Four County Agricultural Credit Corp. v. Satterfield, 218 N.C. 298 (1940)

Oct. 16, 1940 · Supreme Court of North Carolina
218 N.C. 298


(Filed 16 October, 1940.)

1. Pleadings §§ 14, 18: Courts § 7—

Demurrer to the jurisdiction, C. S., 511, for that summons was issued out of a recorder’s court to another county in an action ea> contractu involving less than $200.00, Public Laws of 1939, chapter 81, is had as a speaking demurrer, since the defect does not appear upon the face of the complaint.

2. Courts § 7a—

This action was instituted in a recorder’s court against a warehouseman to recover the sum of $134.00 upon allegation that defendant had sold tobacco subject to plaintiff’s chattel mortgage and paid the proceeds to the mortgagor. Held: Defendant’s objection to the jurisdiction on the ground that the action was eso contractu for an amount less than $200.00, and that summons was issued out of the county, is untenable, since the complaint is sufficient to allege a cause of action for conversion.

3. Appearance § 2—

A demurrer on the grounds that the complaint fails to state a cause of action and that there is a defect of parties constitutes a general appearance and waives the defendant’s right to object to the jurisdiction on the ground of invalid process.

4. Warehousemen § 4—

The public laws regulating warehousemen do not require them to receive and sell mortgaged property without the knowledge and consent of the mortgagee, nor relieve them of their common law liability to a mortgagee for such conversion.

5. Chattel Mortgages § 11—

This action was instituted by a mortgagee against a warehouseman alleging that the defendant sold tobacco subject to the registered chattel mortgage and turned over the proceeds of sale to the mortgagor. Defendant demurred for defect of parties upon his contention that plaintiff should follow the tobacco into- the hands of the purchaser. Held: The demurrer was properly overruled, plaintiff being entitled to sue any party liable he deems responsible.

*299Appeal by defendants from Thompson, J., at February Term, 1940, of HaRhett.


Tbe plaintiff brought action in the Recorder’s Court of Dunn for the recovery of $134.33, the value of certain tobacco upon which plaintiff claimed a chattel mortgage and agricultural lien securing a larger amount, which tobacco, it is claimed, was received by defendants as warehousemen, disposed of by them, and the proceeds paid to the makers of the chattel mortgage.

The defendants demurred to the complaint or declaration upon three grounds: (1) That the recorder’s court acquired no jurisdiction of defendants on the subject matter, because chapter 81, Public Laws of 1939, relating to the issuance of summons by inferior courts, prohibits its summons from running outside of the county, unless the amount involved is more than two hundred dollars in matters arising out of contract, and more than fifty dollars in matters arising out of tort, whereas, the plaintiff sues in contract and the amount involved is less than two hundred dollars; (2) that defendants are public warehousemen, charged with the duty of selling the tobacco of all comers, under State control and regulation, and are, therefore, not liable to the plaintiff in either a public or private capacity; and (3) that they are not proper parties to the suit, since, as contended, it is the duty of plaintiff “to follow the tobacco grown upon the lands of Gr. 0. Childress and wife, Jessie Childress,” into' the hands of the ultimate purchasers on the warehouse floor.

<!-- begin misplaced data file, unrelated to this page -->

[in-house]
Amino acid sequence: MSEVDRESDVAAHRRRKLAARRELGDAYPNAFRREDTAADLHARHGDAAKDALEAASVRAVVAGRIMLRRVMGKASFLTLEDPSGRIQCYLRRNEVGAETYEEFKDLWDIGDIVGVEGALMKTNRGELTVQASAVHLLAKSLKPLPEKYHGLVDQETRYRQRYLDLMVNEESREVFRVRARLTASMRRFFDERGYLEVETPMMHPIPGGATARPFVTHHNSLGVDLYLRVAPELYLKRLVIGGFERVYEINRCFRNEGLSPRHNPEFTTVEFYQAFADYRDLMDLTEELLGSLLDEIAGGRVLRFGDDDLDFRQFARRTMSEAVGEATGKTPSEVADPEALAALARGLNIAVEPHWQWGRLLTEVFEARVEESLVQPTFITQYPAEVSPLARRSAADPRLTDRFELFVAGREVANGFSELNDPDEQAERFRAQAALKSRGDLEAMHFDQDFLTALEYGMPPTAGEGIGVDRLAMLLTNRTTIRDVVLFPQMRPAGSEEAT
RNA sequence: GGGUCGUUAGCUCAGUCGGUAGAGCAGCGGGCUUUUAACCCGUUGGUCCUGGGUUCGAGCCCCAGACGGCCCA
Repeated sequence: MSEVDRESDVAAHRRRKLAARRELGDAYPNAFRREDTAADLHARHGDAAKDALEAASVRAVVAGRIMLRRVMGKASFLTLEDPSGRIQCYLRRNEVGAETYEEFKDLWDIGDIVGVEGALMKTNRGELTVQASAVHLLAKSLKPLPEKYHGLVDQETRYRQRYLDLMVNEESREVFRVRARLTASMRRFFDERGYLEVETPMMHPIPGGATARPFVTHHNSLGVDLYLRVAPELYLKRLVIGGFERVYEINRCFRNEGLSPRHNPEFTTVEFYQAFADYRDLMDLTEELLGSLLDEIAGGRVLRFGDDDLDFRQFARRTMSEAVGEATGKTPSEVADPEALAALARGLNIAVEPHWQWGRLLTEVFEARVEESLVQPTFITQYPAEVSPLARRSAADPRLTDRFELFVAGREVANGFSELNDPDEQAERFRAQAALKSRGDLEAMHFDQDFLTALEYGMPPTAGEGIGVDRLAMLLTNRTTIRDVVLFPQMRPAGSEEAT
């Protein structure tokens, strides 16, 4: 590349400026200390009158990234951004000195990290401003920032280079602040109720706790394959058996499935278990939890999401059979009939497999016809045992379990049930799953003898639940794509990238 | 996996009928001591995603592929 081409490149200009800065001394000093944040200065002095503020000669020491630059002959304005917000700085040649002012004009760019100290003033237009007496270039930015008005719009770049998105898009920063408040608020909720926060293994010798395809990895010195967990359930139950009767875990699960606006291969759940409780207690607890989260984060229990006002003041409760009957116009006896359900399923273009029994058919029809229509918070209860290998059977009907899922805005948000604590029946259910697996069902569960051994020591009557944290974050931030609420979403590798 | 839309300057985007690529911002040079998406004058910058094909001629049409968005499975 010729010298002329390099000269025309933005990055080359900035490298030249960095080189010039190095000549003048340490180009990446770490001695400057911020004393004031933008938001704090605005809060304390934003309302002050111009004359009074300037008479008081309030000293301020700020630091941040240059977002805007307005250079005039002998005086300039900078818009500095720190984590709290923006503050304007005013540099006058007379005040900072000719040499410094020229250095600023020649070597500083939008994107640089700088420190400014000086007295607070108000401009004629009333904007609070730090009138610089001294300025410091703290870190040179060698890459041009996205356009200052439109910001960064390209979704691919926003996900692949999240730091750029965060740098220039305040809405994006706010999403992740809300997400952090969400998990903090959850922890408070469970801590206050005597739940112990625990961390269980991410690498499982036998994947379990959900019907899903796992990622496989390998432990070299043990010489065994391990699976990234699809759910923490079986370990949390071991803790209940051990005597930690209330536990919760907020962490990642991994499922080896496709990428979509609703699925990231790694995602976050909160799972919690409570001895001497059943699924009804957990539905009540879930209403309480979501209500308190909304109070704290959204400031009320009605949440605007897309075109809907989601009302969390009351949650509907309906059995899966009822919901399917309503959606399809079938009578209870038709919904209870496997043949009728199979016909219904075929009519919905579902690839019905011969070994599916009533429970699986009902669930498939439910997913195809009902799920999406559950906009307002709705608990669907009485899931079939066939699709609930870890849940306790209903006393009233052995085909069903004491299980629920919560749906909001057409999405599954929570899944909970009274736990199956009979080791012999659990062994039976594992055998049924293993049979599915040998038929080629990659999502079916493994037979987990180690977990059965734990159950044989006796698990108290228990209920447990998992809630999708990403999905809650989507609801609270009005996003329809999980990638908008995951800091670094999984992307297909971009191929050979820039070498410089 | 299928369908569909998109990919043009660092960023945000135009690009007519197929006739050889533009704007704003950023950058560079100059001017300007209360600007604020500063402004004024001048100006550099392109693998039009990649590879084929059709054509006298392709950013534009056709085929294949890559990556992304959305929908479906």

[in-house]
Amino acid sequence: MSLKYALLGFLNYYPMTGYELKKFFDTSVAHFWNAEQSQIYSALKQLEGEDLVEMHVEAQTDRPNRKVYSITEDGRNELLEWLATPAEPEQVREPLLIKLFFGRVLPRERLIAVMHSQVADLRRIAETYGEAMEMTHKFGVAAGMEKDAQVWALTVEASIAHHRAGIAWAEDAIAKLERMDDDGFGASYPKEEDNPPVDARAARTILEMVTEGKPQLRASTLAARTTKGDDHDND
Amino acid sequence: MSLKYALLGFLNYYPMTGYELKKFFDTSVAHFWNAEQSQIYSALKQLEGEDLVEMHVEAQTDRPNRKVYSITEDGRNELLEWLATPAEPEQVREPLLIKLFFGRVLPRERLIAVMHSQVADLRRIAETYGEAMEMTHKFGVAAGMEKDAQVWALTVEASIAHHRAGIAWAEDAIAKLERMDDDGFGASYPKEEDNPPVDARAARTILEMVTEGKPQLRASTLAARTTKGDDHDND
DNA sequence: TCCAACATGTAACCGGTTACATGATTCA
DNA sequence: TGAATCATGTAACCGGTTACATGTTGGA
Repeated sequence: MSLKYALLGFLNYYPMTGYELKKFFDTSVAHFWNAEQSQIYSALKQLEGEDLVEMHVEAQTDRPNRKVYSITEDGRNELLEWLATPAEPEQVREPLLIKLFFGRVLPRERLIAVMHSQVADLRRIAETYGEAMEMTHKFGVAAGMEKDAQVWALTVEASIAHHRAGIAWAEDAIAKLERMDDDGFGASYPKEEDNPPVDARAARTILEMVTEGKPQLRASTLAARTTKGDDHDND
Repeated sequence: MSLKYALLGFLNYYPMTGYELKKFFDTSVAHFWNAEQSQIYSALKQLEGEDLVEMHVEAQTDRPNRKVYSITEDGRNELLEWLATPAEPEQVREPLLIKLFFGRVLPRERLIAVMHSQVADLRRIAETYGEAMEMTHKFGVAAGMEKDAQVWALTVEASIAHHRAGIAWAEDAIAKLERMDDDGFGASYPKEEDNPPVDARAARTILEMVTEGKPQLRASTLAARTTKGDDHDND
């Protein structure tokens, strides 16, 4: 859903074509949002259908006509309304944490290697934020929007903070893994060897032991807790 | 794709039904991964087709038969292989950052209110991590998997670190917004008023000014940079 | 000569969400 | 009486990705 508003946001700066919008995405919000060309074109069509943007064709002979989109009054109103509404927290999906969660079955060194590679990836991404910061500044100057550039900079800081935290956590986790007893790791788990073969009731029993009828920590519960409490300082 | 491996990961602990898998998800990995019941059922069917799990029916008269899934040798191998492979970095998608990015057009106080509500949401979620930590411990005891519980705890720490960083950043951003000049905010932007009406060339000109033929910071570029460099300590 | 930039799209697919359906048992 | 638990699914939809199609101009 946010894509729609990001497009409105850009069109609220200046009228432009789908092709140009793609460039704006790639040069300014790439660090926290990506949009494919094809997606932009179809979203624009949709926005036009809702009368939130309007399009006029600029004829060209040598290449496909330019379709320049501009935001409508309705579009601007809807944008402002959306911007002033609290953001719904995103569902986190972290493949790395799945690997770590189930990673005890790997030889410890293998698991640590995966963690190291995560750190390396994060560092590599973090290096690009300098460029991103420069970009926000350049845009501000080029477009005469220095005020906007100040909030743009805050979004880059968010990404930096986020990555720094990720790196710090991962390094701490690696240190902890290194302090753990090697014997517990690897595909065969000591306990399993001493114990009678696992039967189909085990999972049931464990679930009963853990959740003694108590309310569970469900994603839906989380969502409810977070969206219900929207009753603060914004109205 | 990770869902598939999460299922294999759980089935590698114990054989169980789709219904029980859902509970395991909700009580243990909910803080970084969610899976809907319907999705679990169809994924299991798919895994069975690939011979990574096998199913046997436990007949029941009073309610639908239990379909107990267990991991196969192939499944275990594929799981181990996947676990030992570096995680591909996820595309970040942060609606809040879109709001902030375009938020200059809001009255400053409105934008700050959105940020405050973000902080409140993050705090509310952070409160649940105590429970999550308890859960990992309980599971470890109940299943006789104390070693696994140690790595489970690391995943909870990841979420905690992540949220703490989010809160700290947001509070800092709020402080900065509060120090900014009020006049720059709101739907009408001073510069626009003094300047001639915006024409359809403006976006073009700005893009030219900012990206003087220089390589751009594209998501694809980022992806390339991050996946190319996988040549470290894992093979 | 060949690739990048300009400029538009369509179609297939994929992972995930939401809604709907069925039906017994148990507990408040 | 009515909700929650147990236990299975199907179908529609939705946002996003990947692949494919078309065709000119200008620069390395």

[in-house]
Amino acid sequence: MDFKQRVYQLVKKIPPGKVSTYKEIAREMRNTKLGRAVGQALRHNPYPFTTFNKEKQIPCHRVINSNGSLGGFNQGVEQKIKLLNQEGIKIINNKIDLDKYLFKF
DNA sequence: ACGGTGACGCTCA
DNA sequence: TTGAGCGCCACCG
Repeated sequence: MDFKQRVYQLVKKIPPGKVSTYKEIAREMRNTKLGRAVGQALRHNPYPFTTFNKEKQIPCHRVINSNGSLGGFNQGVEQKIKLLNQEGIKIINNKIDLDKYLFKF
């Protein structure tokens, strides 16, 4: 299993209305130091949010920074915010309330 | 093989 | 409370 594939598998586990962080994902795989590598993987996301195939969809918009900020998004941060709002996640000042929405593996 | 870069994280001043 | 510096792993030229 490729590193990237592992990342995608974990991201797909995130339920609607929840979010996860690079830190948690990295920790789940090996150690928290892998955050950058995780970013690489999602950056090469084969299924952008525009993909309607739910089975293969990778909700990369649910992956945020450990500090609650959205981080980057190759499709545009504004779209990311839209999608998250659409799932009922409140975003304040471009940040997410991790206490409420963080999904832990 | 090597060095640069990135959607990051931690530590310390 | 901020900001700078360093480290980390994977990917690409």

The demurrer was overruled and defendants appealed to the Superior Court. To the overruling of the demurrer in the Superior Court, defendants appealed to this Court.

I. R. Williams and C. G. Dunn for plaintiff, appellee.

B. I. Satterfield for defendants, appellants.

Seawell, J.

The objection to the jurisdiction, since the defect does not appear on the face of the complaint (O. S., 511), but concerns the issuing and service of summons (chapter 81, Public Laws 1939), should have been made by motion to dismiss, under a special appearance. Treated as such (compare Smith v. Haughton, 206 N. C., 587, 174 S. E., 506), the plea is not good, since the allegations are sufficient to support an action for conversion of the property. But defendants did not protect themselves by a special appearance or confine the demurrer to an objection to the jurisdiction. They demurred also to the sufficiency of the complaint and the joinder of parties. Filing this demurrer had the effect of entering a general appearance and waiving any objection to the jurisdiction arising out of the issue and service of summons. Motor Co. v. Reaves, 184 N. C., 260, 114 S. E., 175.

*300Tbe demurrer to tbe complaint as not stating a cause of action cannot be sustained. Tbe particular objection based on defendants’ immunity as public warehousemen bas been decided adversely to them by tbis Court in White v. Boyd, 124 N. C., 77, 32 S. E., 387. See, also, Burwell v. Cooperative Co., 172 N. C., 79, 89 S. E., 1064; Nowell v. Basnight, 185 N. C., 142, 116 S. E., 87; Roebuck v. Short, 196 N. C., 61, 144 S. E., 515; Furniture Co. v. Clark, 191 N. C., 369, 131 S. E., 567. From these cases it may be inferred that tbe public laws regulating ware-housemen do not require them to receive and sell mortgaged property without tbe knowledge and consent of tbe mortgagee, and do not liquidate their common law liability for tbe conversion.

Going no further than tbe complaint, we cannot see that defendants are not proper parties to sue for relief. In “following tbe tobacco,” plaintiff is not required to encircle tbe globe, but may make tbe first port of entry where both liability and responsibility may be found. Goodrum v. Gin Co., 211 N. C., 737, 191 S. E., 25; Womble v. Leach, 83 N. C., 84.

Tbe judgment overruling tbe demurrer is